Living in Indonesia: A Husband’s Perspective

This was originally written in 1998 … I haven’t changed much, other than punctuation.

Vantage graphics ... accept no substitutes

For me, the stress of this crisis began on Monday, May 18th.

“You’ve been ordered to leave.” Dini’s voice was rapid and strained.

“When?’ I asked as if someone was telling me the bar was about to close.

“This afternoon. Everyone’s meeting at the Shangri-La hotel.”

Dini, from the Canadian consulate, has been a great help. She’s helped with paperwork for our marriage; she intervened with an employer, and she has been a conduit for official information. Dini is also a very professional and pleasant person. Her clipped speech and frantic tone were completely out of character.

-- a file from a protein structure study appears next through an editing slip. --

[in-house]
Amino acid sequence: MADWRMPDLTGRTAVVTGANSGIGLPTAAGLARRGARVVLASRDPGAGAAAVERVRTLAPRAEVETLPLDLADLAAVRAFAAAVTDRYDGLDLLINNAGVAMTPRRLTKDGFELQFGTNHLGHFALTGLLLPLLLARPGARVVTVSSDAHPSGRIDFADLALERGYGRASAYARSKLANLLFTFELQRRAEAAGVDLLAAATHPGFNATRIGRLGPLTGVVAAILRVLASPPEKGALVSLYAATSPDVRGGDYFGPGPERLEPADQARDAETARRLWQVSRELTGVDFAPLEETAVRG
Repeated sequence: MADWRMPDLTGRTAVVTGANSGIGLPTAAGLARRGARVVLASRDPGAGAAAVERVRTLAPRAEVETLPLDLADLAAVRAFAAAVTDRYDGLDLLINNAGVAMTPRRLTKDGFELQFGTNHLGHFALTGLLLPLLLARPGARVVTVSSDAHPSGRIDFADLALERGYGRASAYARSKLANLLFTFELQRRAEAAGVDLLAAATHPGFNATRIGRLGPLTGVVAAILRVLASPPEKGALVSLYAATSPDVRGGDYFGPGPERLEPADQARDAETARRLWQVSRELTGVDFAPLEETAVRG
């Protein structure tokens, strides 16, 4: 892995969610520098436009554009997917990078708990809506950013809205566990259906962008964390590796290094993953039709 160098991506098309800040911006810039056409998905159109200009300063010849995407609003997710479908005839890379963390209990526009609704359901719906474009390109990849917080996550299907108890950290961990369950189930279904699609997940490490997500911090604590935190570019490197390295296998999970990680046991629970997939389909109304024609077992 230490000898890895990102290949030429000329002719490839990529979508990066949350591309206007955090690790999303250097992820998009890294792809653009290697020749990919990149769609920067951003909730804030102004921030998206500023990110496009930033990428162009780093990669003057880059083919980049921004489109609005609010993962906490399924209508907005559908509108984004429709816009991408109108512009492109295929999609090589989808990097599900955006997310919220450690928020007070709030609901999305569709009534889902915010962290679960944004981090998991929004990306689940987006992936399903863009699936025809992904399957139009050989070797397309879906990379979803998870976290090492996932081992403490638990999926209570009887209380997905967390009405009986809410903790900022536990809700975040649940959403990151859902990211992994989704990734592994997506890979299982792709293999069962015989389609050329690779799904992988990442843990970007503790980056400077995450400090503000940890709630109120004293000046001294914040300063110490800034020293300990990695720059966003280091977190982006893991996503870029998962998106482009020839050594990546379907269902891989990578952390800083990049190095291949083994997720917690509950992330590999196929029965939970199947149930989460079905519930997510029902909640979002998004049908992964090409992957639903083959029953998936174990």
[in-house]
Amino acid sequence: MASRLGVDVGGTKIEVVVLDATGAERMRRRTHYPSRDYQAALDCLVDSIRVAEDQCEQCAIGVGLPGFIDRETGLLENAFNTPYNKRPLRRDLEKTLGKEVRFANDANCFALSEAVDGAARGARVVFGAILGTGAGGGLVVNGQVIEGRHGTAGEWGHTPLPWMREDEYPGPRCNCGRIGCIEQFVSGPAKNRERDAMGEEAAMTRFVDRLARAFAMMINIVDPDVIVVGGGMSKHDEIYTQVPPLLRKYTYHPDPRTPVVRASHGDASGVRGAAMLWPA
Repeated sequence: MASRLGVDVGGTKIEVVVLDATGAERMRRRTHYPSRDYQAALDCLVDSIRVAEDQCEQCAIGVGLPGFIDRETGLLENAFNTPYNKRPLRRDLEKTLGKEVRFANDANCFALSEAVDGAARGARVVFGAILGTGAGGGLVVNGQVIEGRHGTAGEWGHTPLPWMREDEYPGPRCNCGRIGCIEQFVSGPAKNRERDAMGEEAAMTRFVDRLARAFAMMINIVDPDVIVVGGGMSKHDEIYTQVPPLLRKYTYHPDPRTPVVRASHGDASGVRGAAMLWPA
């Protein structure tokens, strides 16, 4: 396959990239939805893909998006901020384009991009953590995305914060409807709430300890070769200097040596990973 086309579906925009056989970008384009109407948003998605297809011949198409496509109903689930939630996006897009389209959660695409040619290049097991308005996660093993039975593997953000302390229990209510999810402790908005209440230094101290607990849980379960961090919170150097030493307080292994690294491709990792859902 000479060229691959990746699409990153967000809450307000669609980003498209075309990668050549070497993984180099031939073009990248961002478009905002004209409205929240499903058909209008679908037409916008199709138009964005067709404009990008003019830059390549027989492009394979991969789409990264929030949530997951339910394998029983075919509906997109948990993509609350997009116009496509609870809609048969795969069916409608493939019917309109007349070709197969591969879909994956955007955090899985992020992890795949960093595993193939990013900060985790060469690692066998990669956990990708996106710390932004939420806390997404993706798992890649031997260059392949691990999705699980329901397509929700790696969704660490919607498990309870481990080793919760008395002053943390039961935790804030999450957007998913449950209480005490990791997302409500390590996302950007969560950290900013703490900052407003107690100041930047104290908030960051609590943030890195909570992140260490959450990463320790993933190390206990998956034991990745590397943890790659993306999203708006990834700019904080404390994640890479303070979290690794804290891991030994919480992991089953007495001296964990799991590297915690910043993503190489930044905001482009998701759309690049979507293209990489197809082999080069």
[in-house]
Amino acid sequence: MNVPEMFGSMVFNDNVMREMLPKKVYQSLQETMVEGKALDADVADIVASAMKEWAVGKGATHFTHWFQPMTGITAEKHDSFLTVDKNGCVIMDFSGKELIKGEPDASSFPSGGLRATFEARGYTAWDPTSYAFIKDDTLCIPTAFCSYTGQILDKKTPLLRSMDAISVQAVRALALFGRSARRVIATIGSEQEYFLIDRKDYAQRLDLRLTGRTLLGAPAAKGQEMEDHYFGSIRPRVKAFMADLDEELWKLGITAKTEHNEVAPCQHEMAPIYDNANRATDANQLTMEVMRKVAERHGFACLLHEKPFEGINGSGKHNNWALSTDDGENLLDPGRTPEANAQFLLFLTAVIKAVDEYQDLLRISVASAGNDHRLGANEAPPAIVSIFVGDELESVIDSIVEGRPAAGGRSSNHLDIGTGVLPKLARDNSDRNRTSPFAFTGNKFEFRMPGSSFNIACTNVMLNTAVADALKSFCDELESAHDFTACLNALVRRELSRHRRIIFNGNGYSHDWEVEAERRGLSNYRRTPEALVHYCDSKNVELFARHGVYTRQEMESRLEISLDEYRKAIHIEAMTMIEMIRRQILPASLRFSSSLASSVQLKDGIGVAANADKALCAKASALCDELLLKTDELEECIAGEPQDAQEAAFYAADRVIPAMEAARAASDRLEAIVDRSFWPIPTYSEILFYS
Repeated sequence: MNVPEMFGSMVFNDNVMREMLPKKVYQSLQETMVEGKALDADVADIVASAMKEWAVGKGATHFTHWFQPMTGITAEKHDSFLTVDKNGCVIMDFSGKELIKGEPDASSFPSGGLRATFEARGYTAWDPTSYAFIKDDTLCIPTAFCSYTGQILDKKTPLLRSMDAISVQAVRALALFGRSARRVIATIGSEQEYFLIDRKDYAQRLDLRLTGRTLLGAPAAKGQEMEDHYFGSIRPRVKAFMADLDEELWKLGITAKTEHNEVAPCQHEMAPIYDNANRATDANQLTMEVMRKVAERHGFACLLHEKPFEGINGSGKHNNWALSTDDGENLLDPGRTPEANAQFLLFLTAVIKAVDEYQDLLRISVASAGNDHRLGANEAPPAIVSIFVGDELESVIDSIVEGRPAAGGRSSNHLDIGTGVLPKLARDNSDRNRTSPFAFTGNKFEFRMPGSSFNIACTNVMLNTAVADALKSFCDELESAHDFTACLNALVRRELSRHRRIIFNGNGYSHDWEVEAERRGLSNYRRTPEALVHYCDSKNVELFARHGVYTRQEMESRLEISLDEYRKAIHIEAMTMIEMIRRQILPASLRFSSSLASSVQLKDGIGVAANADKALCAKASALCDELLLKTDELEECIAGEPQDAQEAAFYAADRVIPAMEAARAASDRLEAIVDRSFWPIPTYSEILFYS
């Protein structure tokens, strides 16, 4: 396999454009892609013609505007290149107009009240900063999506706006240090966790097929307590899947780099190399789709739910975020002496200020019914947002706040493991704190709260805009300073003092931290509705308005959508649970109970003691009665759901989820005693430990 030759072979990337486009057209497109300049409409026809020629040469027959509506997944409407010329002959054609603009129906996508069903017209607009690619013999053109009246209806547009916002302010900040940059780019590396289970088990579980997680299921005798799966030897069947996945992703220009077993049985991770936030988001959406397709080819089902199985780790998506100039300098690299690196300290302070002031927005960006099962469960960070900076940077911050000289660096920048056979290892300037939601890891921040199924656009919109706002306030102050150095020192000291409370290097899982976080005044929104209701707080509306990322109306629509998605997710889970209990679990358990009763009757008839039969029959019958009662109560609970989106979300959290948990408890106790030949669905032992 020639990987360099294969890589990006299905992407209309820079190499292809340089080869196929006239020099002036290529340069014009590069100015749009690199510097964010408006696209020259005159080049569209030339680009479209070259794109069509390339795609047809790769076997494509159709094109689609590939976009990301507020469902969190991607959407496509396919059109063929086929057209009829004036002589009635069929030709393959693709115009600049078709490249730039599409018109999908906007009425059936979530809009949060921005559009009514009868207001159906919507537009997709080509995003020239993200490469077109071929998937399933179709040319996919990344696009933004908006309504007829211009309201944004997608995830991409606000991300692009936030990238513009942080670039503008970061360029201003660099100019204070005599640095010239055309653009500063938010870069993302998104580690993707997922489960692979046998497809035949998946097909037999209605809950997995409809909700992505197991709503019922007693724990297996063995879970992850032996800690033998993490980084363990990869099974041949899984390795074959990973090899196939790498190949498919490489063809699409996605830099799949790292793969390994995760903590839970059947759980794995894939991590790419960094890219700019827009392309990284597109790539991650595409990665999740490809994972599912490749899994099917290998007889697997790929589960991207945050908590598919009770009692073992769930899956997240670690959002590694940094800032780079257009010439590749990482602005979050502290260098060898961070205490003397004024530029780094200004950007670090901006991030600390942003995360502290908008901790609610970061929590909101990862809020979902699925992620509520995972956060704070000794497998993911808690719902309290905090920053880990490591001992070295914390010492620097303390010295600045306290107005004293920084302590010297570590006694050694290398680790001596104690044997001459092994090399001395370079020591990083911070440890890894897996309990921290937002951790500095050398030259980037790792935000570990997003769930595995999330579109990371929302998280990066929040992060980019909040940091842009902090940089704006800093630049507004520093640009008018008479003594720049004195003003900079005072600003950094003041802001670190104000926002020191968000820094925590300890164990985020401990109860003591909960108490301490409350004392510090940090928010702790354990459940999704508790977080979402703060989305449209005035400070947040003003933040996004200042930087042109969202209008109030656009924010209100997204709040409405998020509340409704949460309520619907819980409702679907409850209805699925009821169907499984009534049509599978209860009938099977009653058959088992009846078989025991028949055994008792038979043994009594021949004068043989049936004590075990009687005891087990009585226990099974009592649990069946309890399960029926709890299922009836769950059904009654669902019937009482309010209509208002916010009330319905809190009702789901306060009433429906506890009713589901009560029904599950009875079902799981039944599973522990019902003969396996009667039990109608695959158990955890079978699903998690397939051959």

Basically, here was the situation. The Canadian Embassy and the US Consulate General Surabaya had chartered a flight. Canadians, Americans, Germans, Dutch and a couple of Turkish nationals were going to fly to Singapore.

For this excursion, they would pay the bargain price of $500 USD. Now, if you’re a businessman or an engineer – no problem. Teachers in Indonesia make between $300 and $450 USD per month. When you have a family, with children in school, you don’t have an excess of cash. My wife Emily and I have two children, Emily’s from a previous marriage, but nonetheless – our children. The wolf may indeed have been at the door, but that sucker was going hungry tonight. My family is my life and no crisis will change that.

On Sunday night we had a family meeting. I outlined the options.

Canada: We could spend everything we have and take the family to Canada. Canada is where I have family and friends, but no job to go back to. More importantly, I don’t have a place to stay, at least for any extended period.